Tesla Motors Inc: Updated Roadster Details Coming Next Week

Tesla stockBlomst / Pixabay

Tesla Motors will soon release details about updates to its first car, the Roadster, according to Autoblog. On Monday, Tesla CEO Elon Musk tweeted that the Roadster details will come next week, saying there have been several crises which have delayed the announcement.

New Roadster could be a good fit

“Roadster update details coming next week. Several crisis issues w higher priority pushed this out longer than expected,” read the tweet from Tesla’s CEO.

The Roadster is Tesla Motors’ first car tagged at $100,000 and manufactured from 2008 to 2012, but currently it is not in production and has been replaced by the Model S sedan.

Earlier this year, Musk acknowledged that they would upgrade the Roadster, probably fitting it with a battery that will increase its range from 245 miles to 400 miles on a single charge. On its website, the EV manufacturer is still showcases the convertible, which could be a good fit in the expanding product line-up of Tesla with the Model S as well as the Model X crossover SUV, which is expected to release in late 2015, and the Model 3 sedan, due in 2017.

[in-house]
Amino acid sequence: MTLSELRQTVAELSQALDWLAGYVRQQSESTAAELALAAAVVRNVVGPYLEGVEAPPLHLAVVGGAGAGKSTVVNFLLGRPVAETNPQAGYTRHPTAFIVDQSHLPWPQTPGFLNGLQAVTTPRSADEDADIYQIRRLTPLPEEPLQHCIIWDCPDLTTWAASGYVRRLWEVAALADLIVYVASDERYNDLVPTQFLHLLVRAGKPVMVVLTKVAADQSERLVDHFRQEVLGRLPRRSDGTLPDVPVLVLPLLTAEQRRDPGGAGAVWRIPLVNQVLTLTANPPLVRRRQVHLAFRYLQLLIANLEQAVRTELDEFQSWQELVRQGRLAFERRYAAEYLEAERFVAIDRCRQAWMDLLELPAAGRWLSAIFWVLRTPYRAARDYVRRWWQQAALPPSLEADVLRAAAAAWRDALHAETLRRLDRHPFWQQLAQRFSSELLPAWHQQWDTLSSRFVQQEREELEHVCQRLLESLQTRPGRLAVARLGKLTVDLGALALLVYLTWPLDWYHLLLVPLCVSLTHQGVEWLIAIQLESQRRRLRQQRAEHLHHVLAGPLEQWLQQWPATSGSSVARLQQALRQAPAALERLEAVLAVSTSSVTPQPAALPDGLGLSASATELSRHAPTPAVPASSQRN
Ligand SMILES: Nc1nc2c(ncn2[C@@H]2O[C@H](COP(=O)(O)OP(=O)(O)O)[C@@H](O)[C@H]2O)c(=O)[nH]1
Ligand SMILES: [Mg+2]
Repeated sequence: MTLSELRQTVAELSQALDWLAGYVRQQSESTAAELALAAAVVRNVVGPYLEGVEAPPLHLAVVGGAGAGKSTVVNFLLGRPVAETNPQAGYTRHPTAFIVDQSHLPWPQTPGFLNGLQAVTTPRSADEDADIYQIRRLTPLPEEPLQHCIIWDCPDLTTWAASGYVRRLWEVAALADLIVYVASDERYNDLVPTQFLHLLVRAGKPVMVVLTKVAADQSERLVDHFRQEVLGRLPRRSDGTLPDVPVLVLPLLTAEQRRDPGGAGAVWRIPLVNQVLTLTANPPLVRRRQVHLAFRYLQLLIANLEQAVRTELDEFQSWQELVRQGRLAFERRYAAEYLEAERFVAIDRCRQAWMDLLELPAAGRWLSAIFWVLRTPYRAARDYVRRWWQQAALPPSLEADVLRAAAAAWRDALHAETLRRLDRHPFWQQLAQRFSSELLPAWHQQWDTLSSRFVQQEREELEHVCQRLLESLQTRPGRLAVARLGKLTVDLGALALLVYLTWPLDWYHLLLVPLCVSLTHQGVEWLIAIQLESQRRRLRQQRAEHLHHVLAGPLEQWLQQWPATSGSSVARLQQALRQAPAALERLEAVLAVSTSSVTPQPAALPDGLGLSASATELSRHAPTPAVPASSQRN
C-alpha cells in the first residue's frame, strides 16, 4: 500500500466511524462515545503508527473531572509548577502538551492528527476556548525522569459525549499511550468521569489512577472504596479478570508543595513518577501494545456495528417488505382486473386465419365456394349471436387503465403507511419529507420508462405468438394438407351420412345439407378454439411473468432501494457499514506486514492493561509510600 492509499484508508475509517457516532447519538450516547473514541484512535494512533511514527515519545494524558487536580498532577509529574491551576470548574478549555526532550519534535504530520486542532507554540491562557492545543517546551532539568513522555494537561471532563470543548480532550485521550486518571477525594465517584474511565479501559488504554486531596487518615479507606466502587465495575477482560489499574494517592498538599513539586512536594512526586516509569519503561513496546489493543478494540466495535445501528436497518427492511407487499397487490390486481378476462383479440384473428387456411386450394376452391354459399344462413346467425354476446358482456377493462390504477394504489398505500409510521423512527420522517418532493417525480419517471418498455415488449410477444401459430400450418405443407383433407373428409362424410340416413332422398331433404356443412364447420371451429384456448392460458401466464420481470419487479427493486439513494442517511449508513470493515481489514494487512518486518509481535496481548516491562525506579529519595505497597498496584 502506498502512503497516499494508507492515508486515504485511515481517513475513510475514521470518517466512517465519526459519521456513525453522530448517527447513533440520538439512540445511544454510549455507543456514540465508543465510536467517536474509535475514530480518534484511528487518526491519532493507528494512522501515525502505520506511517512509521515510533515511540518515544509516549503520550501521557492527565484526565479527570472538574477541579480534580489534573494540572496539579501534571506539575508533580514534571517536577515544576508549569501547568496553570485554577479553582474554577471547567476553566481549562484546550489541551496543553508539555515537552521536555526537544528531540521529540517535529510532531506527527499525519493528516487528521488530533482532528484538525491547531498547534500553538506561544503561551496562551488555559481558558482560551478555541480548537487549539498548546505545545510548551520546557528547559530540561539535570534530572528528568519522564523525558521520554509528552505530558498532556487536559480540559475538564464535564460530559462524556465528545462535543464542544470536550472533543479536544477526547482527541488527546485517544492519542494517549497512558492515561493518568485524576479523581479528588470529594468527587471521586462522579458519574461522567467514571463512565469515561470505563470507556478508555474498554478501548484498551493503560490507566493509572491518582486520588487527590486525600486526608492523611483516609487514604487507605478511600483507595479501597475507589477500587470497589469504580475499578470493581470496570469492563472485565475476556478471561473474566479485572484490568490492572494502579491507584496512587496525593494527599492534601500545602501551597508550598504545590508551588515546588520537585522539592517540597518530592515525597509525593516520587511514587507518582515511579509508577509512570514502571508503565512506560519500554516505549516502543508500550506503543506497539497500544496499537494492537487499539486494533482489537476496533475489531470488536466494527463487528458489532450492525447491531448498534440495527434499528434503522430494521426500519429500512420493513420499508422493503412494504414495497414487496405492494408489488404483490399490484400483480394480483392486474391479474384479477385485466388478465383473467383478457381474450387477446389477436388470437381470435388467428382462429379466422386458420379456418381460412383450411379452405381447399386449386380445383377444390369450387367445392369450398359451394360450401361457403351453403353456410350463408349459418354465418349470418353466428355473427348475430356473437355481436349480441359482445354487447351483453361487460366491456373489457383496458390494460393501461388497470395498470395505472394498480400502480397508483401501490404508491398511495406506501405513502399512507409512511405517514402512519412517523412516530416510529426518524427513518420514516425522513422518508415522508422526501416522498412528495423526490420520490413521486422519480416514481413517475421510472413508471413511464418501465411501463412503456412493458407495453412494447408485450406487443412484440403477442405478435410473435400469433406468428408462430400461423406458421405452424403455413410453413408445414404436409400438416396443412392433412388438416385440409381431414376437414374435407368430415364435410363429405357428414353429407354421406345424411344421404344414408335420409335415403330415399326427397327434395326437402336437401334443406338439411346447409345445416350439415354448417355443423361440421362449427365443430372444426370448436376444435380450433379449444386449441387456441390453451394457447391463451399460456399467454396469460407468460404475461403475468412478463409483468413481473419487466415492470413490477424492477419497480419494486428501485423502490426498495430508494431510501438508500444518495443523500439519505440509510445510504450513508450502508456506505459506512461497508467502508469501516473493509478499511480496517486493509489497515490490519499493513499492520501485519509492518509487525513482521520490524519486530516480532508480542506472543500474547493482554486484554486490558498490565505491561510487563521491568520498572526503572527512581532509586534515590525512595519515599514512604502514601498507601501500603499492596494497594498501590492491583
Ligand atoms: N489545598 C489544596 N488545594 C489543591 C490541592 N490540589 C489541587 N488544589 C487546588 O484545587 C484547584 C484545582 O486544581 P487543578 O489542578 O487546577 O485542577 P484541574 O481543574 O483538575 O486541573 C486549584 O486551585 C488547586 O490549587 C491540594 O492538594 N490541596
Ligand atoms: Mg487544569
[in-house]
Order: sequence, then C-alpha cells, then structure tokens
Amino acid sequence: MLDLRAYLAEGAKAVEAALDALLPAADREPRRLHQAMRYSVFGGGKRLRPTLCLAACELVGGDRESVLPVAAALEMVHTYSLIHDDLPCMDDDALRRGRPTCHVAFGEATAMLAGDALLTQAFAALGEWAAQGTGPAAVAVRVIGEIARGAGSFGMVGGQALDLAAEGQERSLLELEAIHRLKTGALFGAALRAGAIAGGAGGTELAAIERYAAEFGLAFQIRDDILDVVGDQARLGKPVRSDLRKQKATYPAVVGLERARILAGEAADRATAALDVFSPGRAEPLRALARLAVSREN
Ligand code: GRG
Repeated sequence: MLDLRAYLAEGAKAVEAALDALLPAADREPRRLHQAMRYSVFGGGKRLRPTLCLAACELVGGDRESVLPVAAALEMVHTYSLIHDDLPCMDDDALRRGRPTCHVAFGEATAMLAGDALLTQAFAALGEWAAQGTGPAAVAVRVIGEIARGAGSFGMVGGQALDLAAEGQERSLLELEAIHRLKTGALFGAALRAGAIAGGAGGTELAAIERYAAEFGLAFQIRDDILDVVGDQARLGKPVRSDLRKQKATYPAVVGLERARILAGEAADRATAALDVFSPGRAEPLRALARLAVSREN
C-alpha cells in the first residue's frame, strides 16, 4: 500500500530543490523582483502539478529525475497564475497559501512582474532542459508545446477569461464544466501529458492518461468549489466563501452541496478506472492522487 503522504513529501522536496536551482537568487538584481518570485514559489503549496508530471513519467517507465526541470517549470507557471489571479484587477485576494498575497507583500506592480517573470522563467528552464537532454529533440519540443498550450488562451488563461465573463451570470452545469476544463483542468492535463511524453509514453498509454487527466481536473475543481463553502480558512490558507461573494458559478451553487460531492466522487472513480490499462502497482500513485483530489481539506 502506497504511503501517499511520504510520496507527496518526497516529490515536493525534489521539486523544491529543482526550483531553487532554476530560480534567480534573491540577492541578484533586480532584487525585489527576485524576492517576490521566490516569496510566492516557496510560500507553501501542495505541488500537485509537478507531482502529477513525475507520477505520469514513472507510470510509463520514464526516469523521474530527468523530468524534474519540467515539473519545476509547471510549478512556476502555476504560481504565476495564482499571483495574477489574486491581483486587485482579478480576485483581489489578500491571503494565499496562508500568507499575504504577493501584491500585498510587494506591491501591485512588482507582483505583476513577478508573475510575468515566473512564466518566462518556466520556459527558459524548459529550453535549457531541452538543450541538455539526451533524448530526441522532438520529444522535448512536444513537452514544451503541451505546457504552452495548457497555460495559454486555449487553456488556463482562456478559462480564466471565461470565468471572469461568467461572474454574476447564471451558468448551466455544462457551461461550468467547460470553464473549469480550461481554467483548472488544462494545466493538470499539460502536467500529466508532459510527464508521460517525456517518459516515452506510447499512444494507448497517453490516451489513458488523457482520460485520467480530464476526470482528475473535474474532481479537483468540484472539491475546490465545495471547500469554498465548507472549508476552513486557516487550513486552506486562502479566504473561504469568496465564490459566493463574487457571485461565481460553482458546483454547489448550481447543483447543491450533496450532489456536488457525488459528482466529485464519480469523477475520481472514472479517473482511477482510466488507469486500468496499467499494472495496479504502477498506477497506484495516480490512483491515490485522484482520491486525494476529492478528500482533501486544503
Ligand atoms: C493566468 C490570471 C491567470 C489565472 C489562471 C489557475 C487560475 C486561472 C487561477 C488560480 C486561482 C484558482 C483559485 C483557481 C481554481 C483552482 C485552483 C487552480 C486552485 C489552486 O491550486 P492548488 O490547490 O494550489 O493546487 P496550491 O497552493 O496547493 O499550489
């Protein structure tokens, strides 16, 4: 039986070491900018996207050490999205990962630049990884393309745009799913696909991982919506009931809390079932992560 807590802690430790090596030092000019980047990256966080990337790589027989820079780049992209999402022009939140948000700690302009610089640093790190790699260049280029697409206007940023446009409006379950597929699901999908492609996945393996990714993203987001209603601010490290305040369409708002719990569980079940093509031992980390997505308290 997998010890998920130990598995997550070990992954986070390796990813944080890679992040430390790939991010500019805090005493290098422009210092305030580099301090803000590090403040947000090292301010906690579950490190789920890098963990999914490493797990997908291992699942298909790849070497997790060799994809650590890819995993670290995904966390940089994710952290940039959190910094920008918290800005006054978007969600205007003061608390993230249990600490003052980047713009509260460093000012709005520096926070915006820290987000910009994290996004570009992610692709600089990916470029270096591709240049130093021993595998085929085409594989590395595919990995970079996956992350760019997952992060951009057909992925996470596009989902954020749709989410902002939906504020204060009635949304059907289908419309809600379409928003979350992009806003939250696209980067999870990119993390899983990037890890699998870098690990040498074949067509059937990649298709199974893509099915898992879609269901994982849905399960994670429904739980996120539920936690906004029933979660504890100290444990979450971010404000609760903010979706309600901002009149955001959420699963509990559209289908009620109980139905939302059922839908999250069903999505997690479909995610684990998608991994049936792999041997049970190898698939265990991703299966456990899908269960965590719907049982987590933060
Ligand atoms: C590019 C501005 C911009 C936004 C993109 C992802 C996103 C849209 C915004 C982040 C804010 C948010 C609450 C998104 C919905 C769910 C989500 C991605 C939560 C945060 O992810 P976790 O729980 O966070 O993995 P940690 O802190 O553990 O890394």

In June, Musk talked about the update to the Roadster during the annual shareholders’ meeting in June. However, due to issues like the explosion of the SpaceX Falcon 9 rocket in August, further information was delayed.

Tesla learns from mistakes

In May, Musk said the Roadster was their first highway-capable vehicle that entered into mass production and the first step in the company’s ambitions. He also said those who categorized the car as being for “techno-geeks” did not accurately describe it.

Musk behaves in line with his perfectionist image, and thus, he did not shy away from accepting the fact that the original Roadster looked good on paper but was a mishmash of parts. In May, while addressing the World Energy Innovation Forum, the Tesla CEO said two basic principles underlying the Roadster are adapting the Lotus Elise Chassis and relying on the AC Propulsion drive-train to be plug and play. Musk accepted that it was not easy to make these two issues work properly.

“We ended up changing most of the damn car,” Musk said that time. “So we thought later, why did we do that?”

However, the lessons learned from the Roadster mismatch story helped Musk and team to come up with the super-car Model S.

About the Author

Aman Jain
Aman is MBA (Finance) with an experience on both Marketing and Finance side. He has worked as a Risk Analyst for AIR Worldwide, and is currently leading VeRa FinServ, a Financial Research firm. Favorite pastimes include watching science fiction movies, reviewing tech gadgets, playing PC games and cricket. - Email him at amanjain@valuewalk.com